While the the world swoons over the vocal talents of Susan Boyle realising too late that you should never judge a book by its cover yet not realising, even as they write and blog and talk endlessly about the surprise they felt when they used their ears to judge her rather than their eyes, how incredibly insulting such an observation still is; the Japanese media and public are picking over the bones of Tsuyoshi Kusanagi`s arrest for public indecency in a Tokyo park. Now what that would mean in the West is something seriously unsavoury: a rabid scandal of sexual depravity or, at the very least, inappropriateness, but all Kusanagi San did, it seems, was get very drunk, take his clothes off and sing a bit, something that sake-fueled salarymen do most nights of the week in Japan, not always in the parks and gardens of the city to be true, but sometimes even in the streets.
Granted Kusanagi San is the quietest, politest member of the hugely successful boy-band SMAP and it could be said that such actions are hugely out of character for him but idols and pop-stars are managed to a sickeningly tight degree by faceless management moguls in Japan that it is all but impossible to know exactly what his true character is. He does seem like a genuinely nice guy however which is why I feel the press conference with him on television, I`ve just sat through, was disgusting. Public embarrassment in Japan is cringingly hard to watch, not because of the foolish act itself but for the greedy morality the media employ to wring every last drop of contrition out of the victim of their gaze. Even after his apology the hoard of unsympathetic reporters still pushed him for more regrets, more and more meekness by asking him pointless and down-right insulting questions about his need for alcohol and his reason for drunkeness; his worries now about his potentially ruined career and his feelings on letting down his fans.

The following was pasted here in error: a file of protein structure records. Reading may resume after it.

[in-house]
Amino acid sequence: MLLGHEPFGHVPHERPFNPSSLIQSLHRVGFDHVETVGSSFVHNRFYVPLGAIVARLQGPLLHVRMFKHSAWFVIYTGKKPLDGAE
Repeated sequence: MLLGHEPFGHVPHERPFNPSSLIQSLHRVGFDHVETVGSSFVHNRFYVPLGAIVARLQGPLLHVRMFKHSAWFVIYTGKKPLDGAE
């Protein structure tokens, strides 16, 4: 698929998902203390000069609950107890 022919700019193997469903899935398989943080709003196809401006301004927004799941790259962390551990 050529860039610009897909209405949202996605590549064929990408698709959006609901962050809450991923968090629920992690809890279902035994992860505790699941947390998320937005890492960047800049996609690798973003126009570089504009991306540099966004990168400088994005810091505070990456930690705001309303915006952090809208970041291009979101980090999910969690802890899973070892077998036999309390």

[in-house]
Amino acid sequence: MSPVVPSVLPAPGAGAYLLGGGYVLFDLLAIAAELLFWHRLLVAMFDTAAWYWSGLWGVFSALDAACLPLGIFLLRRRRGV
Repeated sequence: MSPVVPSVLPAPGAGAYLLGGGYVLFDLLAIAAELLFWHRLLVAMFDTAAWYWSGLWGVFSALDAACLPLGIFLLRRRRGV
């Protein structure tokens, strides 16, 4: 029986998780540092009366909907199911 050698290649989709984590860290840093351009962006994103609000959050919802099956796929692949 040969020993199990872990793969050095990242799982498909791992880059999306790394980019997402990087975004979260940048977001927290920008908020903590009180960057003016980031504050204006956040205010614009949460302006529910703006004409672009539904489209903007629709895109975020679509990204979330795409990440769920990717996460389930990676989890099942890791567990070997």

But that`s the irony, his fans, unlike the media and government, have mostly been supportive. Indeed they like the human quality of this lapse of judgement and his momentary escape of the control he lives under and has lived under since his teenage years. One survey found 70% of people thinking this one mistake should not cause him to lose his career and even on the night of his arrest so many people called the police to complain about the searching his apartment, calling in unnecessary and intrusive, that the police had to take the phone off the hook.
In Britain such behavior has often launched a career that was destined for boring obscurity and established stars that, get into similarly self -destructive trouble can generally laugh it off afterwards and use it to change direction and fan base. Personally I wish he would do the same, but he is going to have to look very repentant in public now for god knows how long; he is going to have to sit through more baiting interviews; answering politely the accusations pointed at him and he is going to have to rebuild a career that is now actually much more colourful and interesting than it has ever been before.
All five members of SMAP should realize that they actually have the power: beloved of a majority of the population, they are culture icons, bigger than their management, and with a diverse set of interests and skills that could see them independently successful and employed. It will be interesting to see how the other members react to this event and the treatment of, what we can only assume must be, their friend. Kusanagi San has shown himself fallibly human and I respect him for that (As he was being arrested he asked the police “What`s wrong with being naked?” got to love that haven`t you?), let`s hope the media and fans and other members of SMAP show themselves equally human in their reaction to this and support for him after all it`s not as if he hurt anyone but himself and it`s not as if he is a Finance Minister at a G7 conference is it, he`s just a pop-star enjoying some park life.